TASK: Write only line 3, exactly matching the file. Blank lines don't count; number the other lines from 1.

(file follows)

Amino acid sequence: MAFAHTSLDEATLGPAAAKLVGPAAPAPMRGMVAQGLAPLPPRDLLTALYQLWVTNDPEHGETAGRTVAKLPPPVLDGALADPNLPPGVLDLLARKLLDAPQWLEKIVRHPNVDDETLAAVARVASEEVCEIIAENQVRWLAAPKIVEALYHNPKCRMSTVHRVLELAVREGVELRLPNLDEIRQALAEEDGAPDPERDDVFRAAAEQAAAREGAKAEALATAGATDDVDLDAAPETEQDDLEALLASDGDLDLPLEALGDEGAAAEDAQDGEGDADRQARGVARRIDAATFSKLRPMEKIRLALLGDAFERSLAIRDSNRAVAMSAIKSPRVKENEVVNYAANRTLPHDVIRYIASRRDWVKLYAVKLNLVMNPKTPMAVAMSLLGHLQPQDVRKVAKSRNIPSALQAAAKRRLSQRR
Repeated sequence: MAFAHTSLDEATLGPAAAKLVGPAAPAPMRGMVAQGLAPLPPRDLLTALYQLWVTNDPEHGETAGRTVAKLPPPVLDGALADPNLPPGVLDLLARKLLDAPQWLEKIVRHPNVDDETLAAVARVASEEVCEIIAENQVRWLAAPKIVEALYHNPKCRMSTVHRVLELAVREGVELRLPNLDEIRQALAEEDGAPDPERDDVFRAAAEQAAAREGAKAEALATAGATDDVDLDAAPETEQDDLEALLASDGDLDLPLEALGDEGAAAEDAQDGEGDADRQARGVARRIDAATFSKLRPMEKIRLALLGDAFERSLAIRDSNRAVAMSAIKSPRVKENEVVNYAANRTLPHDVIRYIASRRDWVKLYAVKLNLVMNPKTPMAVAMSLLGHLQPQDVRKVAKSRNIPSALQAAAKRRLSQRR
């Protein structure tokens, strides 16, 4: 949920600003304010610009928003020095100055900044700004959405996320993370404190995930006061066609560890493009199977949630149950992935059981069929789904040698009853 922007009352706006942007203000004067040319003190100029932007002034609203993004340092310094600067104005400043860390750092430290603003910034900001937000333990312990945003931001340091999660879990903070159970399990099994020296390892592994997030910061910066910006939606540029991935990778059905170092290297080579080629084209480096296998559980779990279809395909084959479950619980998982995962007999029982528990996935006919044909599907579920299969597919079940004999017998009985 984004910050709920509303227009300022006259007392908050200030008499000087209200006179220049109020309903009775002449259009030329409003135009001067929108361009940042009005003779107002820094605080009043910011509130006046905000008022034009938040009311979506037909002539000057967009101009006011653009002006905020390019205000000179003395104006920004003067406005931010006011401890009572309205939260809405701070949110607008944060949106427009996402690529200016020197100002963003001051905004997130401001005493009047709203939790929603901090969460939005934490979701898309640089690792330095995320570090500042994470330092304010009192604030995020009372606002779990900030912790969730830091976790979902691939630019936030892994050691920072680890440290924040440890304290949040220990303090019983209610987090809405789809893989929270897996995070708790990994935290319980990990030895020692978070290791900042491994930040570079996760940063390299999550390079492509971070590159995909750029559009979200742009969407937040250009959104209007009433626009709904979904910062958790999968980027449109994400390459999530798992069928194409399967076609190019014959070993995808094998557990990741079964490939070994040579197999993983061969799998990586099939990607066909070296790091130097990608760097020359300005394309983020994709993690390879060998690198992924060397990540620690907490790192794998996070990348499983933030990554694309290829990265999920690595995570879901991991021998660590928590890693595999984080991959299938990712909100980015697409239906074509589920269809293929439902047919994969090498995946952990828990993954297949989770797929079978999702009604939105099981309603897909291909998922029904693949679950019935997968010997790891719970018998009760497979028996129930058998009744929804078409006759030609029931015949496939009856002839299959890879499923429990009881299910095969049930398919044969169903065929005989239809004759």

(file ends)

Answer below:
């Protein structure tokens, strides 16, 4: 949920600003304010610009928003020095100055900044700004959405996320993370404190995930006061066609560890493009199977949630149950992935059981069929789904040698009853 922007009352706006942007203000004067040319003190100029932007002034609203993004340092310094600067104005400043860390750092430290603003910034900001937000333990312990945003931001340091999660879990903070159970399990099994020296390892592994997030910061910066910006939606540029991935990778059905170092290297080579080629084209480096296998559980779990279809395909084959479950619980998982995962007999029982528990996935006919044909599907579920299969597919079940004999017998009985 984004910050709920509303227009300022006259007392908050200030008499000087209200006179220049109020309903009775002449259009030329409003135009001067929108361009940042009005003779107002820094605080009043910011509130006046905000008022034009938040009311979506037909002539000057967009101009006011653009002006905020390019205000000179003395104006920004003067406005931010006011401890009572309205939260809405701070949110607008944060949106427009996402690529200016020197100002963003001051905004997130401001005493009047709203939790929603901090969460939005934490979701898309640089690792330095995320570090500042994470330092304010009192604030995020009372606002779990900030912790969730830091976790979902691939630019936030892994050691920072680890440290924040440890304290949040220990303090019983209610987090809405789809893989929270897996995070708790990994935290319980990990030895020692978070290791900042491994930040570079996760940063390299999550390079492509971070590159995909750029559009979200742009969407937040250009959104209007009433626009709904979904910062958790999968980027449109994400390459999530798992069928194409399967076609190019014959070993995808094998557990990741079964490939070994040579197999993983061969799998990586099939990607066909070296790091130097990608760097020359300005394309983020994709993690390879060998690198992924060397990540620690907490790192794998996070990348499983933030990554694309290829990265999920690595995570879901991991021998660590928590890693595999984080991959299938990712909100980015697409239906074509589920269809293929439902047919994969090498995946952990828990993954297949989770797929079978999702009604939105099981309603897909291909998922029904693949679950019935997968010997790891719970018998009760497979028996129930058998009744929804078409006759030609029931015949496939009856002839299959890879499923429990009881299910095969049930398919044969169903065929005989239809004759």